• TheStreet.com: Shame on Us Pesky Nitpickers. Excerpt: "Turning to the company's (IBM's) affinity for 'other income,' it's important to note that out of the $1.7 billion it made, approximately $500 million was other income treated as a reduction of SG&A, which this time was broken out. Had it not been for the flap caused by Pulitzer-Prize-winning journalist Gretchen Morgenson at The New York Times and the ensuing stories, I doubt we would have gotten that information. So, one can see that even the new, lower numbers aren't from operations. Of course, IBM wants you to believe that it will be able to keep producing this other income all the time. In any case, to get a feel for how the company orchestrates its reporting, I urge people to try to listen to the call or read the transcript. This big, visible company is just a perfect example of the farce that is still being played out, despite the uproar over analyst and corporate shenanigans."

  • Business Week: Can IBM Shake Its Big Blues? Excerpt: "In the near term, the earnings warning serves as a way for new IBM CEO Sam Palmisano to lower expectations. It also gives him an opportunity to prove he can show growth with less help from financial engineering. Indeed, many of the accounting steps the company has used -- such as booking gains from pension income, one-time asset sales, and share repurchases -- aren't expected to produce the desired results in the current environment. IBM says it expects return on 2002 pension income to come down significantly from $904 million in 2001, and it plans to spend less on stock buybacks over the year. "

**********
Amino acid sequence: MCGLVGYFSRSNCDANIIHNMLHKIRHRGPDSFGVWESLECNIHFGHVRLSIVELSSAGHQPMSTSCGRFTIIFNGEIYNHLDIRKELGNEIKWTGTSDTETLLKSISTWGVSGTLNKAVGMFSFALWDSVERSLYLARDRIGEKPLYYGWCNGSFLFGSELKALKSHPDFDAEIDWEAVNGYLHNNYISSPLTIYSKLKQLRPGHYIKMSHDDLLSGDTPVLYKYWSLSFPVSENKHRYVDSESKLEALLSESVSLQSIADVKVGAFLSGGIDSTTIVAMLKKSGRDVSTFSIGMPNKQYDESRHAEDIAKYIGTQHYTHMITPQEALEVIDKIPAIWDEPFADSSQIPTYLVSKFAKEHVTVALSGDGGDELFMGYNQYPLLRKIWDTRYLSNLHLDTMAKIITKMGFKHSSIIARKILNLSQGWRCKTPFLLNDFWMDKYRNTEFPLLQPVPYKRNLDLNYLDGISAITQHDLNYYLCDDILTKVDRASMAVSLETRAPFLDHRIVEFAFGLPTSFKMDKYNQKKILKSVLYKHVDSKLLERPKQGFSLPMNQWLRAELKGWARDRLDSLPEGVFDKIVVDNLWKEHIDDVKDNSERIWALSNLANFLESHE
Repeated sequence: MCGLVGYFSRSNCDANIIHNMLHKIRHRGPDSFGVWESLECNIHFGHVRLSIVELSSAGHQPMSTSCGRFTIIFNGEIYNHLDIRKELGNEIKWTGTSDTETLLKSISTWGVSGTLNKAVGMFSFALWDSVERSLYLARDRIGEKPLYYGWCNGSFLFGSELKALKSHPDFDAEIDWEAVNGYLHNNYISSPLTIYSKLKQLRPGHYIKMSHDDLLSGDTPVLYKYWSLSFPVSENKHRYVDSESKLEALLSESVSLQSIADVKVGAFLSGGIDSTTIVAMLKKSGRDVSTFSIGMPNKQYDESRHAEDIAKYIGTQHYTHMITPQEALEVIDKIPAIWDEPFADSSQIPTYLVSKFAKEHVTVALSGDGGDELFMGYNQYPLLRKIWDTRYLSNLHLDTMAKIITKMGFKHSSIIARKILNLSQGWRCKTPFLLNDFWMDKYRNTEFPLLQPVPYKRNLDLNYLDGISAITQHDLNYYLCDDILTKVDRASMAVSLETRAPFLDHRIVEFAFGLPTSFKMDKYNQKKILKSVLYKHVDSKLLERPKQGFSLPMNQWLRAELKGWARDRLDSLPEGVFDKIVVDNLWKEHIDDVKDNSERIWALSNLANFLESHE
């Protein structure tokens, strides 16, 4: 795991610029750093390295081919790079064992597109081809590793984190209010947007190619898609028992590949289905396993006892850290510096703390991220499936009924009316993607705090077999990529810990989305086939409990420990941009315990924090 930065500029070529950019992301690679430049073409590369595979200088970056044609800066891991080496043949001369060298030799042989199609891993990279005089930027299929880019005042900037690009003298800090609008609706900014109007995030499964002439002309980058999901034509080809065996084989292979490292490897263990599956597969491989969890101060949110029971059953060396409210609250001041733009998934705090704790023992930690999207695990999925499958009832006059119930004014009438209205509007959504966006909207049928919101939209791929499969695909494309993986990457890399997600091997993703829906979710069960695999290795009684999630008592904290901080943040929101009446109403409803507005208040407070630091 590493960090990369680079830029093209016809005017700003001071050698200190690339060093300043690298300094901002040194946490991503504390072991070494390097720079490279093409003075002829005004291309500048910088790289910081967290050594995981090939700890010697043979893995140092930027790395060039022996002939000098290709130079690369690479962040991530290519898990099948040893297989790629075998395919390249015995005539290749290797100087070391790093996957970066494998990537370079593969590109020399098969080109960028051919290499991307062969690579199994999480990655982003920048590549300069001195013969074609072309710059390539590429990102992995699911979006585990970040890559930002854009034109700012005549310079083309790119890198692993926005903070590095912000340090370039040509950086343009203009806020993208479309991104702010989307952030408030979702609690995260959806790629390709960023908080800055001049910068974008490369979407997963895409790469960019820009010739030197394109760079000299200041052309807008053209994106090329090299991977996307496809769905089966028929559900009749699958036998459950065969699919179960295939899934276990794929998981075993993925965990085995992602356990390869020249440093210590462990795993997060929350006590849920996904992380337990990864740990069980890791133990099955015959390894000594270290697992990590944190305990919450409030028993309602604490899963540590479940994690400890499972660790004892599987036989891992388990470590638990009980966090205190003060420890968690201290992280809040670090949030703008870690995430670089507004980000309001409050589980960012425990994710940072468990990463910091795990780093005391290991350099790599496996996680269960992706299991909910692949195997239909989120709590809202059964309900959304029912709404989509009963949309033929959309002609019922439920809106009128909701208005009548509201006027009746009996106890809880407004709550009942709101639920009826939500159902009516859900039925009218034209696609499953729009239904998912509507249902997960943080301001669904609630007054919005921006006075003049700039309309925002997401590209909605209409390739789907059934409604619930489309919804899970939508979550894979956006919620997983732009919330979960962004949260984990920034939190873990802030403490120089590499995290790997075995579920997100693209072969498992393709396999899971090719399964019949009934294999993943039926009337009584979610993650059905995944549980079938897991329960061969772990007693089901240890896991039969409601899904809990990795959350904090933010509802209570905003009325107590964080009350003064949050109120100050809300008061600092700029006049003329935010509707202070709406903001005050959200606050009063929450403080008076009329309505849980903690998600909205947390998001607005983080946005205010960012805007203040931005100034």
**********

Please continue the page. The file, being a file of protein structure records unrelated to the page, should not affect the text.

• CBS MarketWatch: Return of the shareholder. Commentary: Enron, HWP cases breed activism. Excerpts: "Like the cherry blossoms in Washington and opening day of baseball season, corporate annual meetings are a rite of spring in America; a chance for executives to cast off the deeds of the previous year and look ahead with optimism. Not this time. The collapse of Enron, the atrocious behavior of Wall Street and the amazing one-man campaign by Walter Hewlett to try to derail the Hewlett-Packard-Compaq merger show that more than ever before that it's time for shareholders to send a message to the boardrooms. Why have shares of IBM and General Electric tanked just as their new leaders have taken over from the retiring icons who made the companies so successful?

  • IBM Nostalgia (sound card required). Thanks to "justa_bean_counter" for this. Turn up the volume. Don't be shy...Thomas J Watson sings "Ever Onward."
"The test of our progress is not whether we add more to the abundance of those who have too much; it is whether we provide enough for those who have too little." — Franklin D. Roosevelt